But rarely ask the question “What do WE need to change as parents, in our behavior, to help our kids be more accountable to the rules?” Chances are pretty good, “rules don’t matter” because you’ve demonstrated it.
Culture change in companies is like this –
- It’s an act of Leadership SHOWING the way – more than TELLING.
- This happens through behavior – leaders modeling new desired behaviors –
- Not high-level platitudes or MANDATED CHANGES others must adhere to.
- That’s compliance, not change.
Has your culture change defined the 2 or 3 most essential “BEHAVIORAL” changes needed in the culture? (it’s rarely more than that.)
Let’s take an example:
One I hear often is “stronger accountability across the business.”
- What BEHAVIORS in your organization demonstrate “I’m accountable?”
- Where are leaders SHOWING they hold themselves accountable?
- Where are they NOT SHOWING accountability?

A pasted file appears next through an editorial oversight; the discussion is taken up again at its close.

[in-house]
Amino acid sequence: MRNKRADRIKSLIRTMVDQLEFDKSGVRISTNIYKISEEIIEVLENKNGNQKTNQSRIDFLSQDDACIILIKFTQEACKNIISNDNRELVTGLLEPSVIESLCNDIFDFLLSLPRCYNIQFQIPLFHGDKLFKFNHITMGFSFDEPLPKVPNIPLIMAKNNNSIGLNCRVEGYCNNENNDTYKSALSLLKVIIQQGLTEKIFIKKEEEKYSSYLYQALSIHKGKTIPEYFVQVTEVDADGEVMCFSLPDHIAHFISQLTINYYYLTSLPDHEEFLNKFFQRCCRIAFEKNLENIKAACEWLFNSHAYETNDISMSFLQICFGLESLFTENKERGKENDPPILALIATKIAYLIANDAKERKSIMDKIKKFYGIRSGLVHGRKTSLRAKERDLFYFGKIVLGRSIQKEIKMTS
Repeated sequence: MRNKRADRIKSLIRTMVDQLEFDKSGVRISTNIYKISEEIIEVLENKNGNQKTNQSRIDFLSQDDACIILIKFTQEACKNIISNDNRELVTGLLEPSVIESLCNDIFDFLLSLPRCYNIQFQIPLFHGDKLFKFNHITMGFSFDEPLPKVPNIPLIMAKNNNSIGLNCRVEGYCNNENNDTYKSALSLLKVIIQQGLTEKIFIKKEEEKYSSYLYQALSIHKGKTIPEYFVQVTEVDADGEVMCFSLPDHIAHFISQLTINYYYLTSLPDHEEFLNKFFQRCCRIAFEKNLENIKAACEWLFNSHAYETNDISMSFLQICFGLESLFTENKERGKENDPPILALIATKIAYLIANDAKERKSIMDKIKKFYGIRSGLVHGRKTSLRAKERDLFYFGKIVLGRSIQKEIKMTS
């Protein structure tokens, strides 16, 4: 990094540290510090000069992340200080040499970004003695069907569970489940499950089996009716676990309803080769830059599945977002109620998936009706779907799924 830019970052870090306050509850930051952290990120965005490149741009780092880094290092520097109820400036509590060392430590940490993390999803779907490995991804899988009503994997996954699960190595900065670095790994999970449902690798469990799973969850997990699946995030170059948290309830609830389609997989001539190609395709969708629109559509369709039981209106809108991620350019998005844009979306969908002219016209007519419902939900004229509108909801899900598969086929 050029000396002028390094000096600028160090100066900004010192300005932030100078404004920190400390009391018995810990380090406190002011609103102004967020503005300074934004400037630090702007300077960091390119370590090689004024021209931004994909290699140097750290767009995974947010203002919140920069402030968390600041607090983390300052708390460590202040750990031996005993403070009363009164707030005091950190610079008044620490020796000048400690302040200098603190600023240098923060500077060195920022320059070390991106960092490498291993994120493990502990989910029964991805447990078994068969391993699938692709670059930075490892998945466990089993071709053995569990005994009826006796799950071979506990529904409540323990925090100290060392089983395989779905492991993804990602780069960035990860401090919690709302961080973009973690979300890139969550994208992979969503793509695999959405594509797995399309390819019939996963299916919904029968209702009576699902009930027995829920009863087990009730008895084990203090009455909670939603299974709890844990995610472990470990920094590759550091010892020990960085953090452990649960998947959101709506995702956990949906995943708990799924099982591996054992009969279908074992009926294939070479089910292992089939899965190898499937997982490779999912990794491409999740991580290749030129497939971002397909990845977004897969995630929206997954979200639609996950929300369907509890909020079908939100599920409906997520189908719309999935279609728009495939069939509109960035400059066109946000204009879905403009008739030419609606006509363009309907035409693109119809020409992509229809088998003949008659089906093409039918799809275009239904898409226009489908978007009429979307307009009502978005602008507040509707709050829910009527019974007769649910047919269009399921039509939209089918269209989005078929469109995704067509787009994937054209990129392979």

Another example is “Innovation” —
- What are we trying to innovate? Products? Services? Delivery systems? Be clear.
- What behaviors will let us know we are on the right path for this kind of innovation?
- How can leaders demonstrate them? Measure the efforts to foster them?
FORCED CHANGE vs. LEADING BY EXAMPLE (from the top) is THE biggest missed opportunity I have seen in cultural change.
Companies are quick to roll change out company-wide, before they’ve SHOWN people what GREAT LOOKS LIKE, and WHAT to follow. Leaders at the top – with all due respect – CANNOT expect “organizational change” is “outside themselves.”
Leaders who want to see lasting and real change must:
- Define the desired NEW behaviors,
- Ensure THEY are living those behaviors visibly,
- BEFORE asking others to do so.
Lesson #3 – Size Matters
In matters of culture – as in life – SIZE really does matter.